Our readings today present some fascinating and puzzling contrasts… The letter to the Ephesians is clear: “may charity be the root and foundation of your life…”
But then in Luke’s gospel, Jesus speaks of Fire on the earth…. [Lk 12:49‑53]
I came to cast fire upon the earth; and would that it were already kindled!
… Do you think that I have come to give peace on earth? No, I tell you, but rather division; for henceforth in one house there will be five divided, three against two and two against three; they will be divided, father against son and son against father, mother against daughter and daughter against her mother, mother-in-law against her daughter-in-law and daughter-in-law against her mother-in-law.”
This is not some odd passage in Luke. In Matthew’s gospel Jesus says,
“Do not think that I have come to bring peace on earth; I have not come to bring peace, but a sword. For I have come to set a man against his father, and a daughter against her mother, and a daughter-in-law against her mother-in-law; Similar sayings can be found elsewhere, sayings about the fire that cleanses all our works, the fire that Jesus came to cast on earth.”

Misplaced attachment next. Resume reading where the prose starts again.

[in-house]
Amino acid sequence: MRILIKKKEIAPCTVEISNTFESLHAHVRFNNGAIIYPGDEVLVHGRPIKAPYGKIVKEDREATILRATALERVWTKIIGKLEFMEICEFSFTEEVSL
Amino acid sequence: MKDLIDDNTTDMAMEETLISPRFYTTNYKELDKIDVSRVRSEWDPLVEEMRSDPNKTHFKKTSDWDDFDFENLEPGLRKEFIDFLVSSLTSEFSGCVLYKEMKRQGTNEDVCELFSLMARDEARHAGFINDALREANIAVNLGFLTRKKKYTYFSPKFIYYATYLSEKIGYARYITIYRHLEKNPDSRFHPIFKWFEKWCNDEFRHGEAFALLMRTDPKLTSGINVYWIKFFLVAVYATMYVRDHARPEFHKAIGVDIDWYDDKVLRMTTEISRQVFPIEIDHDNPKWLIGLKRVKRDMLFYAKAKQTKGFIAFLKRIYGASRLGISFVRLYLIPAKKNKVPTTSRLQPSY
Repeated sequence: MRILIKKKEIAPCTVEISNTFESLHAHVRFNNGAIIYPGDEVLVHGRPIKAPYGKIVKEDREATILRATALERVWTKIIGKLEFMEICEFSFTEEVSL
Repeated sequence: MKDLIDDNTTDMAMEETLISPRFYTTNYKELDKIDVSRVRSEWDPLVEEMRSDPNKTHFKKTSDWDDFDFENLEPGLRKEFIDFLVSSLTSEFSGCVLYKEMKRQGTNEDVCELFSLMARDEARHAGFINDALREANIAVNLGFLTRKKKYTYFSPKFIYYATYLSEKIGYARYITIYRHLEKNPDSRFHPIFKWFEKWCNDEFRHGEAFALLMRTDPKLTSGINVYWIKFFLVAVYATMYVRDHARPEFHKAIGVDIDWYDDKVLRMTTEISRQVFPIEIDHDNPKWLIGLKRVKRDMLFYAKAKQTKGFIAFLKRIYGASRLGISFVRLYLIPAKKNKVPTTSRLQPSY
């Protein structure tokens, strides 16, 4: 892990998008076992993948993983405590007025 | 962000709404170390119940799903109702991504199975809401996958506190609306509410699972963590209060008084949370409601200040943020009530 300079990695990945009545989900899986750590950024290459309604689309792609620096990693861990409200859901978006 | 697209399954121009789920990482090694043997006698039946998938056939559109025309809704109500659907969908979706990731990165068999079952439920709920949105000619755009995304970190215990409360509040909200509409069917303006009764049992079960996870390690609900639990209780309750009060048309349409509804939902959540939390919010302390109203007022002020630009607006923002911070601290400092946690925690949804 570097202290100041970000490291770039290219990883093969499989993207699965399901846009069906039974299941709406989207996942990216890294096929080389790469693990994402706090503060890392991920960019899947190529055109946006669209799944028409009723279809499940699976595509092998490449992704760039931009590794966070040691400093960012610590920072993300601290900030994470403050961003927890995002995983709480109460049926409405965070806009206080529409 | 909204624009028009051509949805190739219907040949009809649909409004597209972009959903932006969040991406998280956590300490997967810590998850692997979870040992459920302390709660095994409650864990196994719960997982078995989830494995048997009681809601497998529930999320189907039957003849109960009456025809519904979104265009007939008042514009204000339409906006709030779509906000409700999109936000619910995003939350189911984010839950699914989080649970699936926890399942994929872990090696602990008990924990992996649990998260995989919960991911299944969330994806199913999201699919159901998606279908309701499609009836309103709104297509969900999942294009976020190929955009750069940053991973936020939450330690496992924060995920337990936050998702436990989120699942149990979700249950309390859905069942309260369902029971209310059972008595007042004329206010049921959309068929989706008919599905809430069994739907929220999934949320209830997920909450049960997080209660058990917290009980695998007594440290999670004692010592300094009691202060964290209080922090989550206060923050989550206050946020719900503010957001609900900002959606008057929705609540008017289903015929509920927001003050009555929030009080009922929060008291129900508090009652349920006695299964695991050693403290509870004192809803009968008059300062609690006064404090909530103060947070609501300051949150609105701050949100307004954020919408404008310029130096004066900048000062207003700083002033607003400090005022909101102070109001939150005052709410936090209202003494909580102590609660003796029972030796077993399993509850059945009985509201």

It is challenging to reconcile such apparently conflicting teachings, but there is only one Christ and I think we can conclude that the fire he speaks of is the fire of love. But love can tear people apart as well as bring them together. It all hangs on how we love as well as whom and what we love. But Jesus was not naïve. John John’s gospel, he also warns us that the world, human society and its institutions, when not grounded in authentic love will oppose and persecute his disciples just as it did him.
I’ve been thinking a lot about this in light of last night’s final presidential debate. The campaign of Donald Trump has, let me suggest, done the country this service – it has exposed the rifts that still divide our nation, tensions that we would like to think had been patched over long ago – rich versus poor, whites versus people of color, even men versus women. Clearly, racism, sexism, and xenophobia are as present to us now as ever before, and, to be honest, as they were in Jesus’ time as well.
Perhaps people don’t change all that much.. Or perhaps we are simply in constant need of reflection, self-examination, and social reform because of the recurrent character of darkness in the human heart and in the world. A perfect society remains beyond our grasp and always will this side of heaven. In the meantime, if Christ dwells in our hearts through faith; so that being rooted and grounded in love, we may comprehend the breadth and length and height and depth of Christ’s love which surpasses all knowledge, we can be filled with all the fullness of God. And as Catherine of Siena wrote to Stephen Maconi, now go set the world on fire. [Letter 368]